The world’s finest musicians in a magnificent setting: join us for the 77th season of Lunchtime Concerts in the Victorian Gallery at the New Walk Museum, October 2019 - March 2020. Box Office 0116 225 4920 (11-4)

Elias Quartet

Elias Quartet


Our next concert on 17th October features the Elias Quartet, one of the world’s finest quartets, in a programme of Hindson and Schubert, together with an arrangement by Elias violinist, Donald Grant, of a traditional Scottish song by Silas Na Ceapaich.

We were thrilled when the Elias Quartet agreed to play at the gorgeous Victorian Gallery for the first time: they were conspicuously missing from the roster of leading groups who have visited us in recent years. They are possibly best known for their six volume Beethoven cycle, recorded live at the Wigmore Hall, a project which has taken many years to complete and which has brought huge acclaim.

The Lendvai String Trio

The Lendvai String Trio


Our 2019/20 Lunchtime Concert Series began on 3rd October with a return visit by the Lendvai String Trio. It was fitting that the Trio - three brilliant women string players - embraced our challenge to include at least one composition by a female composer in each programme by giving a superb performance of 'The Ogre Lover' by Cheryl Frances-Hoad, Composer, alongside Röntgen’s Trio No. 10 and Dohnànyi’s lovely Serenade.

‘Their sound has a richness and warmth of timbre which linked to the tremendous drive and enthusiasm of their interpretations ensures a compelling experience for any audience.’

Read Leicester Concert-goer’s review

Tickets for our other Lunchtime Concerts are on sale by phone or in person at the New Walk Museum. We are thrilled that this programme features a wide variety of the world’s finest musicians. Some - like the pianist, Charles Owen, the cellist, Guy Johnston and our very own Artistic Director, Nicholas Daniel - are very familiar to Leicester audiences and we are delighted to welcome them back. We also look forward to seeing two masters of the keyboard, Melvyn Tan (piano) and Mahan Esfahani (harpsichord).

In Chineke!, the Calefax Reed Quintet and the Amatis Piano Trio, we have the opportunity of hearing some of the most exciting and acclaimed international ensembles.

Finally, we have invited some the brightest rising stars to the New Walk Museum for this series: Robert Burton (saxophone), section winner of 2018 BBC Young Musician with the superb young pianist, Christine Zerafa; one of the finest viola players of his generation, Timothy Ridout; Scottish guitar-star, Sean Shibe, not to mention a visit from the talented young players of the Purcell School.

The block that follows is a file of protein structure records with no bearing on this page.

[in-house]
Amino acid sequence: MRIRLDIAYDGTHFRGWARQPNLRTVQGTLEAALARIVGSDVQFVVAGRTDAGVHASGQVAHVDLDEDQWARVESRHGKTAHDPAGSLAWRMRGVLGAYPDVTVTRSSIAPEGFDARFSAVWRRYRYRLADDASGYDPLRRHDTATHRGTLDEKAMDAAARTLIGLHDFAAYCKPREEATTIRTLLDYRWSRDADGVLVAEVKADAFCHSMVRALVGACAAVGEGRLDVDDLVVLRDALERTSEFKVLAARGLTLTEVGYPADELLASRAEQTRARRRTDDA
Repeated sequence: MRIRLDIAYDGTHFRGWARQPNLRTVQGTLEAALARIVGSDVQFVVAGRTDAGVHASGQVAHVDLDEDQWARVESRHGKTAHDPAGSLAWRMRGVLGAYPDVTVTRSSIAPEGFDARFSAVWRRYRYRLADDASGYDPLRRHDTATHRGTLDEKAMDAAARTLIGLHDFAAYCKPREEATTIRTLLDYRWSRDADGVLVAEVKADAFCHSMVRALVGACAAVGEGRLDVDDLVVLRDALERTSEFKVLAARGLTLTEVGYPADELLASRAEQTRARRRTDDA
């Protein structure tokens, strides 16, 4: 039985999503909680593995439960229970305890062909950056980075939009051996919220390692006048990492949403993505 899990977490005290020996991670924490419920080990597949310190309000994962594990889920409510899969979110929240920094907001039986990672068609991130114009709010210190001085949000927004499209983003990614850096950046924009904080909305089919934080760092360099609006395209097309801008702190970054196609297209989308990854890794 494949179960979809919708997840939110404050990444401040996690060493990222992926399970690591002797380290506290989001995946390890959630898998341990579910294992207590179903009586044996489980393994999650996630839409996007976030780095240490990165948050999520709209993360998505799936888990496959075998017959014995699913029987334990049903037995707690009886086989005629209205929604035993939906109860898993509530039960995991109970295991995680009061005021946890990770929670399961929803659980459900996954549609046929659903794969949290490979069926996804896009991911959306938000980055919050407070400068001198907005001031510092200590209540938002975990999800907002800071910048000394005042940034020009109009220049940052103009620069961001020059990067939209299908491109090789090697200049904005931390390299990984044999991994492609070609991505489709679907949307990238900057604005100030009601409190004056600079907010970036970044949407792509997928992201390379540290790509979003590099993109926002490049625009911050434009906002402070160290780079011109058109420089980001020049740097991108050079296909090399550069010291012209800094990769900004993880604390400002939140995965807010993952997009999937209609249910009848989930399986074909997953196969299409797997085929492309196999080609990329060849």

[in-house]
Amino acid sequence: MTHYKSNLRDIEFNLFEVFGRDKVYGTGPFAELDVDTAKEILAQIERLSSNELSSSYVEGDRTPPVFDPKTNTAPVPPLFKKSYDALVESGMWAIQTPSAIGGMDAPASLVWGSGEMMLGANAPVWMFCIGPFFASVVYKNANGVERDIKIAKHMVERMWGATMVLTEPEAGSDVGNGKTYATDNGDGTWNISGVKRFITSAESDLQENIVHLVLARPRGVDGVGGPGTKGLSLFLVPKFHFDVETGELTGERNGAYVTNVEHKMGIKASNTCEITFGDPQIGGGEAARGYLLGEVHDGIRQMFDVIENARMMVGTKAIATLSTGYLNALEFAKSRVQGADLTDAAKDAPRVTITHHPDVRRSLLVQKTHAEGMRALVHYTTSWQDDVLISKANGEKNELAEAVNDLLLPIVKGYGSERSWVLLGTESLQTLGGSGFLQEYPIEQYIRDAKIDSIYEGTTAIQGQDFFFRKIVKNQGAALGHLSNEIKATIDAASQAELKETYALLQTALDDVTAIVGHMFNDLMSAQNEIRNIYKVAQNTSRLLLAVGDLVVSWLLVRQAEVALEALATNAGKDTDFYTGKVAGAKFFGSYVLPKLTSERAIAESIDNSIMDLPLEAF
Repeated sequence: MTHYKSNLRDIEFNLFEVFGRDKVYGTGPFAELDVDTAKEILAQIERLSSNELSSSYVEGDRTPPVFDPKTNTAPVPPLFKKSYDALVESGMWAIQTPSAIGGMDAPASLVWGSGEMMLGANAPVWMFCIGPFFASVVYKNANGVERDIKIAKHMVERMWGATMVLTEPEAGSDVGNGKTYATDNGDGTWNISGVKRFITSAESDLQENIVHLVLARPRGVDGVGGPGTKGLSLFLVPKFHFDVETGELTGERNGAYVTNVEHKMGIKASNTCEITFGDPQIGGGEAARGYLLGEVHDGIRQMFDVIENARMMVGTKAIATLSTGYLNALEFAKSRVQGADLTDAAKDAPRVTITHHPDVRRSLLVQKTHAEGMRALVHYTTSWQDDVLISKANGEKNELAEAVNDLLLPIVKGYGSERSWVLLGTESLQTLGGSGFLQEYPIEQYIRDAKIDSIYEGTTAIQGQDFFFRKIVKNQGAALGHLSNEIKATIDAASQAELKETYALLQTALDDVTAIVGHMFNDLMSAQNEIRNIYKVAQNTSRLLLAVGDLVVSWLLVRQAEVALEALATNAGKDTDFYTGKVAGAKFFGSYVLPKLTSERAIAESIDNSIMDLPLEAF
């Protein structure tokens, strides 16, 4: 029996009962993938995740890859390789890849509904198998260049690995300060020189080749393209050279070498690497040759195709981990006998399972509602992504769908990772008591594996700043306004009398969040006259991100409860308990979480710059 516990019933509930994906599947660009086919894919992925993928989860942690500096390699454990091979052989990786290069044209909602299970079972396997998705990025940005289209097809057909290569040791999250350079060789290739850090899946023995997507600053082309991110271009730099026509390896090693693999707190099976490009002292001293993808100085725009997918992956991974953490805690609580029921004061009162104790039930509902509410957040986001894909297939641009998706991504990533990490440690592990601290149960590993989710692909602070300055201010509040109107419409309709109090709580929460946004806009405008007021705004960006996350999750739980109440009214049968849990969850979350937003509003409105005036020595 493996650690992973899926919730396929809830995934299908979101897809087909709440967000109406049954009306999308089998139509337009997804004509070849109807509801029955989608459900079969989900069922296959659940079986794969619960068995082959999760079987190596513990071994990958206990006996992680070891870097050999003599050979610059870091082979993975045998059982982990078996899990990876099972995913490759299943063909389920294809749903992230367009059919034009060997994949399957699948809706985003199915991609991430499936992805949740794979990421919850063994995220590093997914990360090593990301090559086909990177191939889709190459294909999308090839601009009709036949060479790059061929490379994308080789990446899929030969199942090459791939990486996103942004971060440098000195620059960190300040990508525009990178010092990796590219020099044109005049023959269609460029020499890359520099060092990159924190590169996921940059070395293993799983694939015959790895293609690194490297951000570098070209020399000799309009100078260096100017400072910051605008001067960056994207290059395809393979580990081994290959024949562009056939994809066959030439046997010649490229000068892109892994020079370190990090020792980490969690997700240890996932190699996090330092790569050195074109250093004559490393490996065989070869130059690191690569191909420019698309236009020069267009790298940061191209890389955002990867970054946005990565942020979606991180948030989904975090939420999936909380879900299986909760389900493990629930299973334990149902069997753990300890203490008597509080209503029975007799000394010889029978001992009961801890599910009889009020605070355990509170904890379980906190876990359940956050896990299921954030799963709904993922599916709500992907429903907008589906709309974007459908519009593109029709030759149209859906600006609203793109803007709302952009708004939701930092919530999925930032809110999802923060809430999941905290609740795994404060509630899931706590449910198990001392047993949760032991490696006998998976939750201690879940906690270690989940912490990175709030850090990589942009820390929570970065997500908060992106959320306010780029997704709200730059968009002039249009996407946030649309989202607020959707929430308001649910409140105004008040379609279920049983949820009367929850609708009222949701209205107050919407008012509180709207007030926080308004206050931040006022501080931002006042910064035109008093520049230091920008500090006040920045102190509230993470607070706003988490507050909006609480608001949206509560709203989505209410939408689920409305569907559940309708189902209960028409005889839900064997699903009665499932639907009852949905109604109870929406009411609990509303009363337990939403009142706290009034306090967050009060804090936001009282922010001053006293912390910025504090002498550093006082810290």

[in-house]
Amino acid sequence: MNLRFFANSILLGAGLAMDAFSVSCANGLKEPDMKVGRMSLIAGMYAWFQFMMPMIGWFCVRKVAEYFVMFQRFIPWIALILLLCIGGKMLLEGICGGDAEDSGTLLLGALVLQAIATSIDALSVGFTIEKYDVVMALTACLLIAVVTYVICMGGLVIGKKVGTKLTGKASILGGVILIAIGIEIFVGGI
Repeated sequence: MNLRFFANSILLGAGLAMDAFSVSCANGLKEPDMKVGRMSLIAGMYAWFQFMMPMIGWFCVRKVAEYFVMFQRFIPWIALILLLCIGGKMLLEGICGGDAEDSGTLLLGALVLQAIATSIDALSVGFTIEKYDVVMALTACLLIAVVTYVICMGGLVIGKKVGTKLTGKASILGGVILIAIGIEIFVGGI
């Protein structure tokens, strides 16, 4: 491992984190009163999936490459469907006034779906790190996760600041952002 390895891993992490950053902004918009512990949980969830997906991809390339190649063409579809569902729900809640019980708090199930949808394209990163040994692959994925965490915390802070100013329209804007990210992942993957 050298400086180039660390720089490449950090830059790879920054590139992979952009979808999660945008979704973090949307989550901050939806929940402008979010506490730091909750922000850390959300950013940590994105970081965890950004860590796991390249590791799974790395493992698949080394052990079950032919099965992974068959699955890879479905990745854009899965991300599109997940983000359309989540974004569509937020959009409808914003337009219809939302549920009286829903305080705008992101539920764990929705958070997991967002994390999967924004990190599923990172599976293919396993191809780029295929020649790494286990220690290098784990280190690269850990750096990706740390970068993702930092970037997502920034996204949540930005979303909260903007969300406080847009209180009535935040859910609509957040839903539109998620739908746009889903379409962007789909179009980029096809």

For more details, make sure you look at our LTC page here. Don’t delay in booking your ticket - last year, many of these concerts were sell-outs and we expect the same this time!


‘Finding your Soul’: ‘Your twenties is all about finding your soul’, Oprah Winfrey.

This year’s Leicester International Music Festival is very special. I’ve been to two of the concerts and been bowled over by the quality of the music and the musicianship. You will not hear chamber music played better anywhere in Europe. It is truly magnificent…..I would warmly recommend attending.’

After three days of outstanding concerts at the New Walk Museum, the 2019 Festival has ended: but not before a packed gallery enjoyed a wonderful evening of great music. Mozart's lovely 'Kegelstatt' Trio was followed by a riveting second performance of Mark Simpson's new Oboe Quartet for Nicholas Daniel and an account of Schubert's String Quintet in C which no-one present will ever forget.

Read Leicester Concert-goer’s Festival Review


End of the first day's rehearsal at Festival 2019, with the Schubert String Quintet in C first run through already sounding magical: Alexander Sitkovetsky & Jack Liebeck (violin); Richard O'Neill (viola); Leonard Elschenbroich & Michael Petrov (cello)



Following a diagnostic visit from Steinway & Sons in Autumn 2018, we arranged for a three day service of our lovely piano in March 2019.

All of the strings in the upper-octaves were replaced. These wear quickest, as they are held at greater tension and also vibrate directly against the piano frame. This gradually introduces a slight metallic edge to the tone.

Attention was also paid to the key bushings and hammers to eliminate play in the action and make it really precise.

We are grateful that the Leicester Museums Service is contributing generously to the cost of this work, but LIMF is launching a Fundraising Campaign to raise our share over the next 12 months.

It was quite clear that this work had made a real difference during Pavel Kolesnikov’s recital, with the pianist conjuring incredibly beautiful sounds from an instrument which he described as ‘one of the most beautiful I have ever played.’

Read more about Steinway’s fascinating visit and see how you can contribute to our fund.